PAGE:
Whatever decision you make with how you wish to tell your child about their Child Trust Fund or Junior ISA, we suggest you bear the following in mind:

     

    1. A letter will explain they have a Child Trust Fund

    If your child has a Child Trust Fund plan set up, HMRC will send your child their National Insurance Number before their 16th birthday and within this letter, there is a brief mention of your child having a Child Trust Fund. This is a great opportunity for you – as a parent – to sit down and speak to them about the savings they have waiting for them on their 18th birthday. However, if you have been keeping this a secret from your child, make sure HMRC do not spoil the surprise! They may also hear about Child Trust Funds in the news, from their friends or schoolmates, or from the Child Trust Fund providers who may have to write to the child before their 18th birthday, depending on HMRC regulations. If your child’s Child Trust Fund was transferred to a Junior ISA they will still be told they may have a Child Trust Fund – so you will need to explain this to them.

     

    2. Keep it simple

    Try not to confuse your child by going into the ins and outs about their Child Trust Fund or Junior ISA. If they are old enough but have not opened up their own bank account yet, this will probably be the first step to take before explaining they have a savings plan waiting with money inside! Tell them to look at these savings as an exciting opportunity in their life – they will soon be able to start earning themselves, managing their money regularly and taking responsibility with their finances.

     

    3. Don’t be disheartened

    If your child was eligible for a Child Trust Fund it is highly likely they may hear about this from their friends or schoolmates. You may find it disappointing that they did not hear from you first but take it as a positive – if your child hears from a trusted friend, they may be even more engaged and excited to find out more about their Child Trust Fund! If you’re afraid of their friends spoiling your surprise, this could be the perfect opportunity to talk to them earlier about everything they need to know about money and their Child Trust Fund.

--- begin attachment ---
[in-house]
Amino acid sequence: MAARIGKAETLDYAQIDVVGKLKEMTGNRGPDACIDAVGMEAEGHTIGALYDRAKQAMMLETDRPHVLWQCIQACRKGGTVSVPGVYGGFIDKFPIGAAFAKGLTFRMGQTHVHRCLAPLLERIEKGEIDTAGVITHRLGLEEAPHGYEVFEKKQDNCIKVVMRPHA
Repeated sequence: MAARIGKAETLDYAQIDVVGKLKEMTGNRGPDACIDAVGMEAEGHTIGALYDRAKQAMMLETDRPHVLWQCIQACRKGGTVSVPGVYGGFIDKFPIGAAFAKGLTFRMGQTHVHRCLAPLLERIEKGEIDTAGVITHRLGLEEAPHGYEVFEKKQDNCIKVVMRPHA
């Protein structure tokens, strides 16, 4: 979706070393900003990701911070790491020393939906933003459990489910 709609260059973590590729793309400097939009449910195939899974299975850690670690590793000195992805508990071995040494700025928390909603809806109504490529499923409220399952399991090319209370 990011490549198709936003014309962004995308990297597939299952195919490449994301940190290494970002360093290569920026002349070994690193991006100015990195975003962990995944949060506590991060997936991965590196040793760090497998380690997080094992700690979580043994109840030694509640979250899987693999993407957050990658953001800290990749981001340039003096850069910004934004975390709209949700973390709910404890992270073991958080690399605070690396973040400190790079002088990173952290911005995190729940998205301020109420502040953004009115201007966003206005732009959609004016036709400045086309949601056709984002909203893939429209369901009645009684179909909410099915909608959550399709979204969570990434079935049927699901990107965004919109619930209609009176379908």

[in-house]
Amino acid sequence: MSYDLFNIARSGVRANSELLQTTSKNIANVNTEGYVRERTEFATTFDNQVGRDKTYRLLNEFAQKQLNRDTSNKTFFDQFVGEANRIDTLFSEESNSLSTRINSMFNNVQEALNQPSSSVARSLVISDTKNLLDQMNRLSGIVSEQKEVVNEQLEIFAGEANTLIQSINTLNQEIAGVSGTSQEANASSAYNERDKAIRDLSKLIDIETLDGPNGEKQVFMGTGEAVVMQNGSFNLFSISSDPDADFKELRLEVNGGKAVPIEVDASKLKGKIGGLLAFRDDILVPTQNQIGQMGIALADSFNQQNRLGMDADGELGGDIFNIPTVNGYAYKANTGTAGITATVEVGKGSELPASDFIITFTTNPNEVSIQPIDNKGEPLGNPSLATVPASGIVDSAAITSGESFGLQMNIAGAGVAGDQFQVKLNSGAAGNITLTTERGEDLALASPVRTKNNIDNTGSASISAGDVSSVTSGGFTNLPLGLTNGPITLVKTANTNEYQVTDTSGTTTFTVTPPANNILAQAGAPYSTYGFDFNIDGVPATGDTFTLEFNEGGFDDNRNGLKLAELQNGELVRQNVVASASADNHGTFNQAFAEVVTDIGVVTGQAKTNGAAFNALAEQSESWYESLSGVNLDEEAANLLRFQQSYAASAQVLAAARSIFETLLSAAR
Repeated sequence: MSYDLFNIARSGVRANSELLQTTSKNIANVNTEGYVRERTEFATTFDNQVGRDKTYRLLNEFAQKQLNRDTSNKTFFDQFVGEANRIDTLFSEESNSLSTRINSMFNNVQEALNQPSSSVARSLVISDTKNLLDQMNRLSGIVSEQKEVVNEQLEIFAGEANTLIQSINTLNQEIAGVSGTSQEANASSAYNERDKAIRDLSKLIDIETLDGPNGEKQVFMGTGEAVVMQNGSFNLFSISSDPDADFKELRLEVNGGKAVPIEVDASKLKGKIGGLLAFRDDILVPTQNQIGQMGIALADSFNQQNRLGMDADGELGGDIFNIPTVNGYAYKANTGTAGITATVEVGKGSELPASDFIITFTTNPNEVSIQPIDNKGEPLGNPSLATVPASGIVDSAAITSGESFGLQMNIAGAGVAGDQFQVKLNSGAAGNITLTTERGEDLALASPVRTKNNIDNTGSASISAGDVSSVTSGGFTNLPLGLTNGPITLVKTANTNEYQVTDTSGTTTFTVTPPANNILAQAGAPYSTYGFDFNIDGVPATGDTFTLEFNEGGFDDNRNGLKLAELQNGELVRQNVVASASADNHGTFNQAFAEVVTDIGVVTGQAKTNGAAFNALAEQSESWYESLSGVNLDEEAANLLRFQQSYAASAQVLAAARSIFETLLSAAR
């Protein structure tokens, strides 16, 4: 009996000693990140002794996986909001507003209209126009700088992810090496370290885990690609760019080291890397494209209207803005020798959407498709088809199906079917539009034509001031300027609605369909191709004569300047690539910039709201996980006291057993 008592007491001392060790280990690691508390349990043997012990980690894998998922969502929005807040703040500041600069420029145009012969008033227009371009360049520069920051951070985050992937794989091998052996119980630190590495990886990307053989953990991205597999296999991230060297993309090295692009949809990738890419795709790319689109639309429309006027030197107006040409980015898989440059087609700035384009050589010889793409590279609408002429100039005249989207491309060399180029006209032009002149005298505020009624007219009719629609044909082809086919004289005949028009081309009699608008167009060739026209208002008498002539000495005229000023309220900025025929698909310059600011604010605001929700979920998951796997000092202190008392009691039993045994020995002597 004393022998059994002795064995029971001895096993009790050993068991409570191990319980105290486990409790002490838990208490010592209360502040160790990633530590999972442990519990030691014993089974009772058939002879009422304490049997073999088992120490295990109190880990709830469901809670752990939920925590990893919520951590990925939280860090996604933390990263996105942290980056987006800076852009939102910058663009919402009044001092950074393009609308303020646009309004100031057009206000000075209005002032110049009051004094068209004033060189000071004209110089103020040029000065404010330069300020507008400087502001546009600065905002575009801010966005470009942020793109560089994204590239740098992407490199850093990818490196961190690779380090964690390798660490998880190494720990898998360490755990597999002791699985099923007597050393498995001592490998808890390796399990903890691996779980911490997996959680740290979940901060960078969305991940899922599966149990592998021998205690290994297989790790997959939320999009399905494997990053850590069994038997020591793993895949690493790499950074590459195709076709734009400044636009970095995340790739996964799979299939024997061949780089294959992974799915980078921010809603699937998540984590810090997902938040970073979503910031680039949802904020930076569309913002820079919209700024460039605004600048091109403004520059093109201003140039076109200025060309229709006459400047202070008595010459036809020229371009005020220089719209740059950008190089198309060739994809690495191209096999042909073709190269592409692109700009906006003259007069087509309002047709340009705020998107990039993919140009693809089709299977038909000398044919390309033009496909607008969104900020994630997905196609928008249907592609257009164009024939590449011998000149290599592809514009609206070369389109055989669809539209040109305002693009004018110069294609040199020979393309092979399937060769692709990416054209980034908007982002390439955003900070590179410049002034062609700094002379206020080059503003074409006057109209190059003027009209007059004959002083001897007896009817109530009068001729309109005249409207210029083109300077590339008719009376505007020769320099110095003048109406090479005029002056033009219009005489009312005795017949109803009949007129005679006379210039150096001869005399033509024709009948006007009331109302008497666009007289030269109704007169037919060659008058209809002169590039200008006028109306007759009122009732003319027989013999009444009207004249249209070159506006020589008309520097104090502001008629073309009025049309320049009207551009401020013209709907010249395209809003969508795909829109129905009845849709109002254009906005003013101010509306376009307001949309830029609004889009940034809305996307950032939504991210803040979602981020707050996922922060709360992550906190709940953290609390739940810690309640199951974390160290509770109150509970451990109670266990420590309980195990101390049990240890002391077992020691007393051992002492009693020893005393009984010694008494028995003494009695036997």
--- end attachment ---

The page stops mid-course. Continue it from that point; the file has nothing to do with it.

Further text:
4. Build up the excitement

    As a parent or guardian, you may find it rewarding to get your child excited about the money waiting for them in their Child Trust Fund or Junior ISA. If you know your child wants to go to university, go to open days with them. If they want to save for a car, inform them about car insurance and show them some suitable cars for first time drivers. When they discover they have a Child Trust Fund or Junior ISA waiting for them on their 18th birthday, it will be very rewarding as a parent to see them happy and full of excitement!

     

    5. Prepare for a few questions

    Since the Child Trust Fund or Junior ISA was set up as a long-term savings plan towards your child’s future, they may ask why you kept it a secret from them after years of investing into their account. You should look to emphasise the value and importance of this money – you may not want it to be used by your child towards buying the latest phone or games console! It is money that can be used towards a better, brighter future, to give them opportunities and happiness they deserve as they become an adult. No matter what the value of the Child Trust Fund or Junior ISA is, every pound will make a difference for achieving their career goals and dreams.

     

    We hope these creative and informative tips will help when you feel the time is right to tell your child about their savings.

    For more information on how your child can access their Child Trust Fund at age 18, please visit our Child Trust Fund Information Hub on our website.

What happens to Child Trust Funds at age 18? Find out more